When Gov. Mary Fallin announced that she wouldn't support an Obamacare-related expansion of Medicaid, critics claimed she was essentially forcing Oklahomans to pay federal taxes to support Medicaid expansion in other states.
Those same critics are notably silent about a federal tax break that has the same practical effect: the deduction for state and local taxes. That break has been criticized as an indirect subsidy for liberal state governments that tax and spend freely. Citizens in states living within their means pay more in federal tax than their counterparts in high-tax states that are fiscal train wrecks.
Writing in The Washington Post, Charles Lane noted, “What the deduction does is enable higher-income states and localities to tax — and spend — more than they otherwise would, while shifting some of the cost to other states.”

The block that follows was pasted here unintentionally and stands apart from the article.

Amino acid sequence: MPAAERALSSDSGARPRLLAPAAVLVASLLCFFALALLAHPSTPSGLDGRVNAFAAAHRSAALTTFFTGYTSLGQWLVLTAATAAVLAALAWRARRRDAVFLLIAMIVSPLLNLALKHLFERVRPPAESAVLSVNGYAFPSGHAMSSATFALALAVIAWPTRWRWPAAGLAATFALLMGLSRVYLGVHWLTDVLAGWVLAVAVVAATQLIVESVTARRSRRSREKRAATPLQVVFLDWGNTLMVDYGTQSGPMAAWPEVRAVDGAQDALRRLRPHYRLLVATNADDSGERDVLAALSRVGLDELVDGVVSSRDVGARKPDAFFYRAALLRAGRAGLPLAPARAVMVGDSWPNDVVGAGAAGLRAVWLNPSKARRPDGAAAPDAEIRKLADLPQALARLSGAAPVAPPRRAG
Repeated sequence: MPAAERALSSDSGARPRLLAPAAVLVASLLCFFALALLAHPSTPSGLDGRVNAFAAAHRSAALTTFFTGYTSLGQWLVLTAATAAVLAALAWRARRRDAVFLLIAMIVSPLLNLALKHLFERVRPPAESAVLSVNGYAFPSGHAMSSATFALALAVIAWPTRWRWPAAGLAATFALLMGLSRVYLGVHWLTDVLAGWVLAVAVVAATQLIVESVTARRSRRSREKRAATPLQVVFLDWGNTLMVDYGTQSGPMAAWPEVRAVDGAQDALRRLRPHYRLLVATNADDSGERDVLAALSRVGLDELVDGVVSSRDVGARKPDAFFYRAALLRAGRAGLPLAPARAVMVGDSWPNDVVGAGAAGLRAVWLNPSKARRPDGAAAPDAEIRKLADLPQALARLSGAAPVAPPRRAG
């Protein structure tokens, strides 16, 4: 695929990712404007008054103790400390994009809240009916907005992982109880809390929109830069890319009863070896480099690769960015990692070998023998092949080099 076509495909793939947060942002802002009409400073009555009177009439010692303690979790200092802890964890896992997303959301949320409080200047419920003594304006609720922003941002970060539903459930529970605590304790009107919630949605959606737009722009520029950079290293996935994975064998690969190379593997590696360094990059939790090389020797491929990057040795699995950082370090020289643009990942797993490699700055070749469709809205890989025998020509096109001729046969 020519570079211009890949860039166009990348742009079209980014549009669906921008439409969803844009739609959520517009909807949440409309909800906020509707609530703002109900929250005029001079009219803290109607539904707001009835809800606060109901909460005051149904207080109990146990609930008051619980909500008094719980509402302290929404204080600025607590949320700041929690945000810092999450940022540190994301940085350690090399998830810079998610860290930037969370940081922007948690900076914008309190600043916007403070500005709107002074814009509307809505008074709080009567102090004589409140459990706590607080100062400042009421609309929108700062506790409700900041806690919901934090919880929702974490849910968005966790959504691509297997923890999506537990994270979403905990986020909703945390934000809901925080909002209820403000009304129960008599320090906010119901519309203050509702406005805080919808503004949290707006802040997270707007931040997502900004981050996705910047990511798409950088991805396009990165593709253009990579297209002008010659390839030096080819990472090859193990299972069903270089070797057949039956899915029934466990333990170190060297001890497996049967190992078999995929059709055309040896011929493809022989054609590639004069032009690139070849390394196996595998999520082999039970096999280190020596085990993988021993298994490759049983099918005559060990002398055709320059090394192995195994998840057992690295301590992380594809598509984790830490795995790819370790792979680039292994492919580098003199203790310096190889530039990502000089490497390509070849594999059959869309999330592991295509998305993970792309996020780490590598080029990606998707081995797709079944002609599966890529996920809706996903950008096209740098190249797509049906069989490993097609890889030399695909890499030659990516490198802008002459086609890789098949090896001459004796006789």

In 2009, those living in California, New York and Illinois got more than a third of the deduction's total national value. On the other hand, Oklahoma tax filers claimed just six-tenths of 1 percent of the total national deduction provided by the tax break. Notably, California and Illinois are the United States' top contenders to become the nation's first failed states, the domestic equivalent of Greece.
Rewarding those states for supporting failed policies while citizens in better-managed states are effectively penalized is an odd policy. But supporters of Medicaid expansion don't mention the state-and-local tax break for the same reason they tout the Medicaid expansion: Both policies encourage government growth.
Critics are also off base with their tax-diversion critique of Fallin's decision. Because the federal government depends substantially on deficit spending, Fallin's rejection of Medicaid expansion effectively means the federal debt will be lower, not that local citizens' federal taxes will go elsewhere. Those tax payments were spent long before Oklahomans mailed a penny to the IRS.